Apparently everybody wants Internet. Maybe they got computers as New Year gifts, or maybe the line is always huge. It was plenty long enough for me. Slightly uncertain about the options on the computer screen at the door, I printed myself two different customer service tags, for two different flavors of Internet service. It probably didn’t matter what I chose, however. It looks like any of the customer service people could have helped me regardless of what I chose at the front door.

I noticed that everybody showed their passports before receiving their modems, but I figured I would be OK with my spravka. That's the document they give you while your passport is in for service. In my case, they were processing my domestic registration, and I understood that the spravka would serve me in any moment of need as long as I didn’t intend to leave Belarus.

Unfortunately, it didn’t bring the desired result. The agent called her boss, who came and looked it over thoughtfully. Somebody else came over to have a look. They asked me if I could supply in addition a rental contract from my landlord. I don’t have that yet, so I could not. Their final conclusion was that I could have Internet service but would have to buy my own modem elsewhere. They would give me a modem only with an actual passport.

I love Internet, but I’m not so addicted as to buy a modem when somebody will give me one in a few more days. They were pretty nice about it all, and when I mentioned my disappointment about waiting in line needlessly my agent said that when I return I could come directly to her without waiting in line. Cool!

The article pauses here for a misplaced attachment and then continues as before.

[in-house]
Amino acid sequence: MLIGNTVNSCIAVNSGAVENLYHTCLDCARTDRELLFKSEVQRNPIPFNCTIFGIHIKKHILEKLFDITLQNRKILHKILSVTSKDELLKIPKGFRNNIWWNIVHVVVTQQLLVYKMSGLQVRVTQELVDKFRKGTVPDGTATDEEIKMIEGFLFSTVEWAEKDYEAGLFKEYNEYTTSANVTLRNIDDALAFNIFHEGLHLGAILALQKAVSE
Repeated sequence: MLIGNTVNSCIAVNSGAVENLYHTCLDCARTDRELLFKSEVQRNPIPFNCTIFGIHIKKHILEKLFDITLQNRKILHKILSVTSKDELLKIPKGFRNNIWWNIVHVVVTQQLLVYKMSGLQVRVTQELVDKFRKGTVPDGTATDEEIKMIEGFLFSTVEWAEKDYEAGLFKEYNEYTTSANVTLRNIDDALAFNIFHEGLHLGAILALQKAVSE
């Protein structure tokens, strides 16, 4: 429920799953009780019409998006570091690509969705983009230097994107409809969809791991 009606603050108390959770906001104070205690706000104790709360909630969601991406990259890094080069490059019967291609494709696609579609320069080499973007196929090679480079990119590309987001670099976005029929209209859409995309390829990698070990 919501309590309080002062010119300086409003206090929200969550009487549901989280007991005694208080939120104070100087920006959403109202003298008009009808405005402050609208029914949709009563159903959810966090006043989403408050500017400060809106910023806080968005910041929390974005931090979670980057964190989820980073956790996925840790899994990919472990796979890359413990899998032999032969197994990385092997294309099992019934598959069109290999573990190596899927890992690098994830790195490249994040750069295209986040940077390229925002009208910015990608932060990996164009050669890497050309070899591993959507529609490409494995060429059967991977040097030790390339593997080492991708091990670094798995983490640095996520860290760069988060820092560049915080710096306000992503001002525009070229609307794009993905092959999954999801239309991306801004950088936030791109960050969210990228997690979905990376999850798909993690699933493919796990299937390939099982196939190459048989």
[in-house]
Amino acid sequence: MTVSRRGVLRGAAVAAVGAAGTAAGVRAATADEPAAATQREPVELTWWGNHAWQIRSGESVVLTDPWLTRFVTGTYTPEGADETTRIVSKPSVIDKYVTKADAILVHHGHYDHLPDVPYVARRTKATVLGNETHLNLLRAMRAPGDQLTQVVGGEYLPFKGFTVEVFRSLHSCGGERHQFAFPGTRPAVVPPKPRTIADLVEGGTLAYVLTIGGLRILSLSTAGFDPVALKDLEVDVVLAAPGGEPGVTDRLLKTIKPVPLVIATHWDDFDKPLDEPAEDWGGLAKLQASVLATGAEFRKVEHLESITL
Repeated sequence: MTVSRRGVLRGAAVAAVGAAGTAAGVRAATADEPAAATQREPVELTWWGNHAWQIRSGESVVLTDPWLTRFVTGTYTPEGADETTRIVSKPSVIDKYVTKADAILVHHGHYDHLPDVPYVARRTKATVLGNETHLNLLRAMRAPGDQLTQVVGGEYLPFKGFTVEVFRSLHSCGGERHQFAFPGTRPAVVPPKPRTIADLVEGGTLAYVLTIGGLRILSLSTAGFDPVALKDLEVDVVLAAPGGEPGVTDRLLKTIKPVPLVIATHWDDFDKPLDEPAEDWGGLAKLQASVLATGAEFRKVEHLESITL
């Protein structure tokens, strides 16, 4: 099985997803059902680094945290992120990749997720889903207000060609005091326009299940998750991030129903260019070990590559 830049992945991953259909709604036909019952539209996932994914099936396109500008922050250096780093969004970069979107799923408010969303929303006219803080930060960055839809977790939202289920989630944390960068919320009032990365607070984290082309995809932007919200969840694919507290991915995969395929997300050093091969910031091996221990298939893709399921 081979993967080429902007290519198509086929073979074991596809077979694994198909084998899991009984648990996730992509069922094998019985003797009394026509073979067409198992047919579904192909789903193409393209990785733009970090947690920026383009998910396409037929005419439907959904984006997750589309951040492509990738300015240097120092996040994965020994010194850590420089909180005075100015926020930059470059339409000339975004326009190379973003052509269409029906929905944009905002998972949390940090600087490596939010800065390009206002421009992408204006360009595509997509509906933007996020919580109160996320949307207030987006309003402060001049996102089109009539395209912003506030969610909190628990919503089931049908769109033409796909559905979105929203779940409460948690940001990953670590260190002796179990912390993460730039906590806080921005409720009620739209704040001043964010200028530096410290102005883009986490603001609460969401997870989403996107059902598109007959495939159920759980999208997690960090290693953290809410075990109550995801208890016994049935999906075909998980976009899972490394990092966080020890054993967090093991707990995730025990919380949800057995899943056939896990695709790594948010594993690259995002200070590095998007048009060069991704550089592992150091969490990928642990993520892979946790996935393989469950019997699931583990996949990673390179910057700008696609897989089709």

Even better, my passport came back today. Now I understand why the passport is better than the spravka: The passport includes a migration card showing my registered address. Now they know that I actually live at the address where I want to buy Internet service. I guess that’s why they would have cut me some slack if I had a rental contract.

So, I’ve got the service on order and I’ve already configured the equipment. I think. The directions were all in Russian, and they included a lot of vocabulary I’ve not learned. Fortunately, I have a pretty good idea how to set up a router anyway and the router’s menu was in English. It was an entertaining exercise to guess what the directions said without resorting to a dictionary. I’ll find out how well I did when they start up the service on Monday morning.

Monday, January 4, 2010

It is what it is

I complained in a recent post that it wasn’t cold enough here. If I offended anybody, I want to apologize right now. Honestly, I meant it as a joke. Today’s weather is no longer funny, and I want my old weather back. It’s been about -15 all day. Fortunately we’re talking Celsius, but it’s still awfully cold.

I don’t really mind the outside temperature, but it turns out that this has an impact on indoor temperatures too. Apparently heating systems just steam along at whatever output they do, and when it’s not terribly cold outside it’s toasty warm inside; but when it’s miserably cold outside it’s not all that toasty inside either.

Today was my first day back at the university, and my classmate walked in and opened the window the minute he came into the classroom. Then he sat down wearing a heavy down jacket. As soon as he turned his back, I closed the window. But the damage was done and we didn’t have enough warm bodies in the room to catch up ever again. I warmed up by doing pushups during the break. Lesson learned. Wear a heavier sweater in the classroom when it’s freakn’ cold out.

The only warm place I found at the university was in the main building, where they added an extra four inches of foam insulation while I was here during the summer. They also put new chairs into the library and a bunch of new stuff in the lobby, so I’m liking that building a whole lot.